Until Nigeria reviews its strategies and policies relating to the petroleum industry, focusing more on increased domestic consumption of its oil and gas resources and development of the midstream sector of the industry, the industry would continue to make limited contributions to Nigeria’s economic growth, while its impact would always be limited.
This was the view of an energy expert and Senior Partner, Energy & Commercial Contracts of Primera Africa Legal, Mr. Israel Aye, in a presentation to journalists and civil society organizations at a virtual workshop, weekend, on the Petroleum Industry Bill (PIB).
In the presentation titled: Restructuring the Petroleum Industry – Making Hydrocarbon Work For Nigerians,’ Aye bemoaned the fact that over the years, the policy and legislative framework of the petroleum industry had been more export focused and had made little impact to Nigeria’s economic growth and development.
Aye called on the Federal Government to focus more on utilizing the immense opportunities in the midstream sector of the Nigerian petroleum industry to grow the economy of the country.
He advised that the government should exploit the petroleum industry, using it as a stimulant or catalyst to develop the country’s economy.
According to him, efforts should be directed at encouraging increased domestic utilization of petroleum resources and it derivatives, rather than focusing solely on export of the commodity and import of petroleum products.
He further advocated that priority be given to resource governance, as it is an effective means to eradicate poverty, especially as strong resource governance helps mitigate environmental hazards and also safeguard the future of a country.
He said: “Dividends from resource wealth can offer a path out of poverty; but without strong institutions and policies, countries are more likely to fall victim to the ‘resource curse’. The results have become apparent as commodity booms have not contributed to growth and employment creation in non-extractive sectors.
Resource governance matters for the people who live close to extraction sites. Competent management of oil, gas and mining can reduce environmental impact. In countries with poor resource governance, companies are lax in efforts to protect communities and the environment.”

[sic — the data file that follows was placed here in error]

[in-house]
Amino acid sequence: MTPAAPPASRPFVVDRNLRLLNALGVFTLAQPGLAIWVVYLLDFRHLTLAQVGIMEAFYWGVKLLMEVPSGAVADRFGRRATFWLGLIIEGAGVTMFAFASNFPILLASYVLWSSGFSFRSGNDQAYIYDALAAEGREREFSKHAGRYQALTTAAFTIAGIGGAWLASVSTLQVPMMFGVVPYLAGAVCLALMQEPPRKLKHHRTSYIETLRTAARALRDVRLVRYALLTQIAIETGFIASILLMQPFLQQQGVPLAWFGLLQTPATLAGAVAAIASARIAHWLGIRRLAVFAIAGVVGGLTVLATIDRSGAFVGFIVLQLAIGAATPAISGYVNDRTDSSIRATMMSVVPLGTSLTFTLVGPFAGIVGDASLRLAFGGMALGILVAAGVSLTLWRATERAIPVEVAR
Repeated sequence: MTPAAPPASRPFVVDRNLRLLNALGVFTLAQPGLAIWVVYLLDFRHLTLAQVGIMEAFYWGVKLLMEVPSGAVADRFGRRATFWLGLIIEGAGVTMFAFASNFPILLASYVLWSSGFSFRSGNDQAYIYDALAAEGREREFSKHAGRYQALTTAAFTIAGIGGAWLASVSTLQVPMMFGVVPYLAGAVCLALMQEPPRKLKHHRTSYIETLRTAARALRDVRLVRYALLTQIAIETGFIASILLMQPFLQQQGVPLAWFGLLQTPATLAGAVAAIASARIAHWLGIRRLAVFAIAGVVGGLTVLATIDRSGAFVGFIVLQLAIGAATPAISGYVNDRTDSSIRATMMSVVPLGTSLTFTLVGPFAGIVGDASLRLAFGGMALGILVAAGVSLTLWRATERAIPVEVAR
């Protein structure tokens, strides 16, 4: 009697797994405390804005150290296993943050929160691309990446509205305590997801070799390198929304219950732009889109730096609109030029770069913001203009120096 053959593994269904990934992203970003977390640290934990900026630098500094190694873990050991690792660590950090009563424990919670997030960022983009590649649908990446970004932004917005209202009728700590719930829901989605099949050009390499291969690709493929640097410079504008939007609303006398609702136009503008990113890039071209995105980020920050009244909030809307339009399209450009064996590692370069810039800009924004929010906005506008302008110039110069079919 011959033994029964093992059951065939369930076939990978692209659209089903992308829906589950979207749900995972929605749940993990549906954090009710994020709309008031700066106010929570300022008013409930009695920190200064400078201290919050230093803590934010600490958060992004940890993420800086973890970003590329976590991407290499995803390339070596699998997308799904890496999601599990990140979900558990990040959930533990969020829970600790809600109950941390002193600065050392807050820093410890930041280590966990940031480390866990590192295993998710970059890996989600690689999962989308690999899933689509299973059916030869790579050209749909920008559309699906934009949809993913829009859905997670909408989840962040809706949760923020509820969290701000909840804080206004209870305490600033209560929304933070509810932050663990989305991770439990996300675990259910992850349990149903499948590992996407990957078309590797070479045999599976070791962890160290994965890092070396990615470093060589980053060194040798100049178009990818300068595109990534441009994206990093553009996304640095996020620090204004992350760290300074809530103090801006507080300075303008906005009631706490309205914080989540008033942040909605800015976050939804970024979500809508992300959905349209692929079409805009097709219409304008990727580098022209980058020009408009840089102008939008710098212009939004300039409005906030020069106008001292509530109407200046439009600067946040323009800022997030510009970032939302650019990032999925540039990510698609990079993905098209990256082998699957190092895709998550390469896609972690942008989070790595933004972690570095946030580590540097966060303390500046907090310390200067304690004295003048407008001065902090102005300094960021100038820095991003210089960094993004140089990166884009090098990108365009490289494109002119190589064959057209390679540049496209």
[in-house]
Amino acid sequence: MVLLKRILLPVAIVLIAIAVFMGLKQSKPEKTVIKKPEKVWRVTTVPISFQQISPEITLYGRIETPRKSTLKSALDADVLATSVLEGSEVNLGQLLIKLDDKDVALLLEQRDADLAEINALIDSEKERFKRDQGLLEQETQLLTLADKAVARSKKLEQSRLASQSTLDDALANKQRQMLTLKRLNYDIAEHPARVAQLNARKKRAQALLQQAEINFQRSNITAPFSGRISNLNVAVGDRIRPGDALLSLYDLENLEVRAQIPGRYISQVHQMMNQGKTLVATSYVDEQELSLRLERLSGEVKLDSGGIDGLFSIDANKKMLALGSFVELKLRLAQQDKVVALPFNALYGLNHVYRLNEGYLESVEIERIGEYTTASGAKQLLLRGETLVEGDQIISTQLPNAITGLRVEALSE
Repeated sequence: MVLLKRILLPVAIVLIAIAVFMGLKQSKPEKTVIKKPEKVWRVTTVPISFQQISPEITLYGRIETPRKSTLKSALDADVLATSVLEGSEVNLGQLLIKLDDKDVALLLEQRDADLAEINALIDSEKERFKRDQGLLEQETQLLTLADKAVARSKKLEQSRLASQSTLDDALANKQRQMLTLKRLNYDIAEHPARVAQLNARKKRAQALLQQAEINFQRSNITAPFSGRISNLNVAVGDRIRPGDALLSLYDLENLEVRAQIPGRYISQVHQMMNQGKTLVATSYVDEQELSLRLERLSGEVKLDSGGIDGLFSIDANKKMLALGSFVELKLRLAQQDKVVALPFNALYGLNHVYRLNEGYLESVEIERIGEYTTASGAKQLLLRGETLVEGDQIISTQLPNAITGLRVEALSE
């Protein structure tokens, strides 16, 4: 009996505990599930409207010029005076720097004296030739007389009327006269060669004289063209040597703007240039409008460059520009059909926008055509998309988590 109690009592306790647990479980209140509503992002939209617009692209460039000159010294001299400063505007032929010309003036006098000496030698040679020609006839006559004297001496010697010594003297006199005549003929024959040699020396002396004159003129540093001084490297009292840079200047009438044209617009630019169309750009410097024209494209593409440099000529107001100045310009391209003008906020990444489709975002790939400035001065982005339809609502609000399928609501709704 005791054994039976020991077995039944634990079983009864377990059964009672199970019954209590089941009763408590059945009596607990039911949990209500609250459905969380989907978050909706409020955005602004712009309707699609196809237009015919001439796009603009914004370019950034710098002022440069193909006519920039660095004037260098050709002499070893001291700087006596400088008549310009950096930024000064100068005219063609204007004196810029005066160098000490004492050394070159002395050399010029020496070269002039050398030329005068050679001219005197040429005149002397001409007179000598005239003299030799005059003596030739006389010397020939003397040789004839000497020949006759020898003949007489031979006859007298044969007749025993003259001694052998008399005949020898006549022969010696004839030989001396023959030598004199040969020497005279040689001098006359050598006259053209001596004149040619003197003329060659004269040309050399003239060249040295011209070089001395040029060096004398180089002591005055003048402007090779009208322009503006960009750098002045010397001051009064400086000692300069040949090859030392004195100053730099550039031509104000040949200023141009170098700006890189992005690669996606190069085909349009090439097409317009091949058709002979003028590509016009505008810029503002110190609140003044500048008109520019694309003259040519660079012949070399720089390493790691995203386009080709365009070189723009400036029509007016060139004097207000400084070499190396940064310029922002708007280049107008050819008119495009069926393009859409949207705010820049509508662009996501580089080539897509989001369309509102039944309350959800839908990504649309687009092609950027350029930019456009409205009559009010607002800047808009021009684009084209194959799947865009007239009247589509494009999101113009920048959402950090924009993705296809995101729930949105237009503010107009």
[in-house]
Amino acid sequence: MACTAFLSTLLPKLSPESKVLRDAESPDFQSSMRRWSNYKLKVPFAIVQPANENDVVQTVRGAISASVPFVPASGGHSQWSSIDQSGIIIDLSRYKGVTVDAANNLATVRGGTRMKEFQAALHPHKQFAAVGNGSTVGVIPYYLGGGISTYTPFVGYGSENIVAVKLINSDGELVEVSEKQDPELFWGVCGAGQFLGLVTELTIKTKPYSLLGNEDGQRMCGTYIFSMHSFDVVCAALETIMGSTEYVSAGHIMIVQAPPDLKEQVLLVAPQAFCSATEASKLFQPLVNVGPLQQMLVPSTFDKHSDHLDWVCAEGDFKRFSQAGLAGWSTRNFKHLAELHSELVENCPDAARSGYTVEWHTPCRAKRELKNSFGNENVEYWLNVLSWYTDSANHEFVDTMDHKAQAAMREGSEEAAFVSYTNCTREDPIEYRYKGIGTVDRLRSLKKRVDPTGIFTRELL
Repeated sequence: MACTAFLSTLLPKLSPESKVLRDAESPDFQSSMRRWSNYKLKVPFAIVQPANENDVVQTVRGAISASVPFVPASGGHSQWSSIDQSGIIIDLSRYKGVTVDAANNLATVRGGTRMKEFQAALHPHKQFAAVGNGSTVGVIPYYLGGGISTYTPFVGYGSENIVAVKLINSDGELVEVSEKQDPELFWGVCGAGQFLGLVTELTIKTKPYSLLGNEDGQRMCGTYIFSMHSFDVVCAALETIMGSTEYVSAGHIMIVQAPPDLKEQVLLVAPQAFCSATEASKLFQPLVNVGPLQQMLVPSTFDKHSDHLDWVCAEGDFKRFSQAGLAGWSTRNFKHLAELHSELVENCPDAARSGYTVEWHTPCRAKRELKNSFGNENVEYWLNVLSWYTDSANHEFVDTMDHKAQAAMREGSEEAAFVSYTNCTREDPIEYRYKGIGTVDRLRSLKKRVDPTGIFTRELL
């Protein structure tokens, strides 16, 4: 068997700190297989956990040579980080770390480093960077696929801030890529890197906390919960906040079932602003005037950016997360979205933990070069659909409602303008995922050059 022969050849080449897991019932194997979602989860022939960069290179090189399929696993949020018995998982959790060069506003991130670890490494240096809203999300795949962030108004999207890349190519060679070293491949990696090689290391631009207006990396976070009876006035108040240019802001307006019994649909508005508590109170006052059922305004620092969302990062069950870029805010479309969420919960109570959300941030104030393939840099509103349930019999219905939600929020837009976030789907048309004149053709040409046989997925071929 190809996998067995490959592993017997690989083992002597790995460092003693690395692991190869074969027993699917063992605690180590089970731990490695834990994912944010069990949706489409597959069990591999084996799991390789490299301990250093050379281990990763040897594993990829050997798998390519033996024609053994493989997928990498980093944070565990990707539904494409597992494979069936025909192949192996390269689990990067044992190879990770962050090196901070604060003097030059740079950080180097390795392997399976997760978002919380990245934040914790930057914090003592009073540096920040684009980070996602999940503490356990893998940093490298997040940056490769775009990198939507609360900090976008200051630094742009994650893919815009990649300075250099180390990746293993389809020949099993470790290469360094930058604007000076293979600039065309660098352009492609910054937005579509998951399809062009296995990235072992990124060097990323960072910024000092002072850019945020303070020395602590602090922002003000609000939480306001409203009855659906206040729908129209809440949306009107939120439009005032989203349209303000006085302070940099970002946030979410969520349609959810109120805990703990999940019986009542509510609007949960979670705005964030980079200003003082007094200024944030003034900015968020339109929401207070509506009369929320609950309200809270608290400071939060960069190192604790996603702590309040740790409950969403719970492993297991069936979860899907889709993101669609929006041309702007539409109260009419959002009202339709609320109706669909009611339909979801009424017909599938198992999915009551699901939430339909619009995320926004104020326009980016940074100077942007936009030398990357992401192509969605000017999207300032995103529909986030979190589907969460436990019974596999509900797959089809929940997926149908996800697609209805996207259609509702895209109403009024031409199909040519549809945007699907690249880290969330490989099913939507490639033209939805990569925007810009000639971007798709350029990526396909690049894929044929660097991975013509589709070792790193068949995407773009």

Furthermore, Aye argued that fiscal policy on oil and gas must distinctly provide for upstream, midstream and downstream, adding that these elements of the value chain must be clearly demarcated to allow for broader participation of different players.
“And where vertical integration is required, it must not be at the expense of the state. For example, Offshore Gas Gathering System (OGGS) is an example of state participation in subsidizing gas for exports. Lack of clear definition of upstream petroleum operations, midstream and downstream has been a huge burden on the Nigerian state,” he maintained.
He, therefore, called for a speedy passage of the Petroleum Industry Bill (PIB), noting that the delay in passage of the Bill had contributed in no small measure in slowing down investments in the Nigerian petroleum, as well as hindering the development of the country’s economy.
According to him, the country had lost billions as a result of the delay, adding that the opportunity cost of the delay in terms of industry, infrastructure and value addition to the economy was too valued is too high to continue to toy with the passage of the bill.
He said: “We believe that this time around, the Ninth National Assembly will break the jinx and should be able to pass the Petroleum Industry Bill. Struggling to pay a legislative Bill for 20 years is a shame to us all.”